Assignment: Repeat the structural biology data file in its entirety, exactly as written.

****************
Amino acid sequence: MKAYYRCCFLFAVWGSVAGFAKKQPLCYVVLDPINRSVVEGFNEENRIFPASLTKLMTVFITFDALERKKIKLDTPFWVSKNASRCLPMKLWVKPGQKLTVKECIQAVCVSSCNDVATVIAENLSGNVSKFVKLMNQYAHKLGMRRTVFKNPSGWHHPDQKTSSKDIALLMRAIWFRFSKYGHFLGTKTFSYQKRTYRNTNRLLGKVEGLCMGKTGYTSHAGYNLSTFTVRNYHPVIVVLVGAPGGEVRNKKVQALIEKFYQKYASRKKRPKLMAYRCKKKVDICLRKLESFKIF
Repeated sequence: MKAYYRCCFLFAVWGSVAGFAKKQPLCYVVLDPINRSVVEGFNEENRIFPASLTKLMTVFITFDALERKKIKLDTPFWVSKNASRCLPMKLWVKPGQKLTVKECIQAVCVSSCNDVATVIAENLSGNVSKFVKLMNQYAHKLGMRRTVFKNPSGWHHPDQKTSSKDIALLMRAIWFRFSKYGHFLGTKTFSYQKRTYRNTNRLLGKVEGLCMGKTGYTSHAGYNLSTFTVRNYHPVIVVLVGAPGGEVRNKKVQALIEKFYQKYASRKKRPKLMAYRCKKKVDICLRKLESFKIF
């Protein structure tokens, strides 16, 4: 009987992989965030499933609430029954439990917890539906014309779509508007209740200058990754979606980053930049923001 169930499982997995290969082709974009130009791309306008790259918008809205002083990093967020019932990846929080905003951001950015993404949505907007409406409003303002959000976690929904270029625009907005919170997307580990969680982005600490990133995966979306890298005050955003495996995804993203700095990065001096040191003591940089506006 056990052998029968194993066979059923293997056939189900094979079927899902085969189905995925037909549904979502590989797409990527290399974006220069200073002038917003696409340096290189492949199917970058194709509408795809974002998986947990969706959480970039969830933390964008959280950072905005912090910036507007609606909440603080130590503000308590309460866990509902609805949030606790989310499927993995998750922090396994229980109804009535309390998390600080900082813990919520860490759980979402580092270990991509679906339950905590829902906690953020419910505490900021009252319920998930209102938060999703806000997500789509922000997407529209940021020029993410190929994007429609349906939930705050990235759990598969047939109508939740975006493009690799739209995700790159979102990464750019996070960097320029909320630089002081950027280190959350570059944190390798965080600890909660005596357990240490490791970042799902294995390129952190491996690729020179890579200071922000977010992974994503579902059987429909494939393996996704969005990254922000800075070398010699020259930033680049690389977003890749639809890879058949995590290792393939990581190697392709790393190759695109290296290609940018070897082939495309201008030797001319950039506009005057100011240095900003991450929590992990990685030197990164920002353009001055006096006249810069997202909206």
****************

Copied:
Amino acid sequence: MKAYYRCCFLFAVWGSVAGFAKKQPLCYVVLDPINRSVVEGFNEENRIFPASLTKLMTVFITFDALERKKIKLDTPFWVSKNASRCLPMKLWVKPGQKLTVKECIQAVCVSSCNDVATVIAENLSGNVSKFVKLMNQYAHKLGMRRTVFKNPSGWHHPDQKTSSKDIALLMRAIWFRFSKYGHFLGTKTFSYQKRTYRNTNRLLGKVEGLCMGKTGYTSHAGYNLSTFTVRNYHPVIVVLVGAPGGEVRNKKVQALIEKFYQKYASRKKRPKLMAYRCKKKVDICLRKLESFKIF
Repeated sequence: MKAYYRCCFLFAVWGSVAGFAKKQPLCYVVLDPINRSVVEGFNEENRIFPASLTKLMTVFITFDALERKKIKLDTPFWVSKNASRCLPMKLWVKPGQKLTVKECIQAVCVSSCNDVATVIAENLSGNVSKFVKLMNQYAHKLGMRRTVFKNPSGWHHPDQKTSSKDIALLMRAIWFRFSKYGHFLGTKTFSYQKRTYRNTNRLLGKVEGLCMGKTGYTSHAGYNLSTFTVRNYHPVIVVLVGAPGGEVRNKKVQALIEKFYQKYASRKKRPKLMAYRCKKKVDICLRKLESFKIF
């Protein structure tokens, strides 16, 4: 009987992989965030499933609430029954439990917890539906014309779509508007209740200058990754979606980053930049923001 169930499982997995290969082709974009130009791309306008790259918008809205002083990093967020019932990846929080905003951001950015993404949505907007409406409003303002959000976690929904270029625009907005919170997307580990969680982005600490990133995966979306890298005050955003495996995804993203700095990065001096040191003591940089506006 056990052998029968194993066979059923293997056939189900094979079927899902085969189905995925037909549904979502590989797409990527290399974006220069200073002038917003696409340096290189492949199917970058194709509408795809974002998986947990969706959480970039969830933390964008959280950072905005912090910036507007609606909440603080130590503000308590309460866990509902609805949030606790989310499927993995998750922090396994229980109804009535309390998390600080900082813990919520860490759980979402580092270990991509679906339950905590829902906690953020419910505490900021009252319920998930209102938060999703806000997500789509922000997407529209940021020029993410190929994007429609349906939930705050990235759990598969047939109508939740975006493009690799739209995700790159979102990464750019996070960097320029909320630089002081950027280190959350570059944190390798965080600890909660005596357990240490490791970042799902294995390129952190491996690729020179890579200071922000977010992974994503579902059987429909494939393996996704969005990254922000800075070398010699020259930033680049690389977003890749639809890879058949995590290792393939990581190697392709790393190759695109290296290609940018070897082939495309201008030797001319950039506009005057100011240095900003991450929590992990990685030197990164920002353009001055006096006249810069997202909206």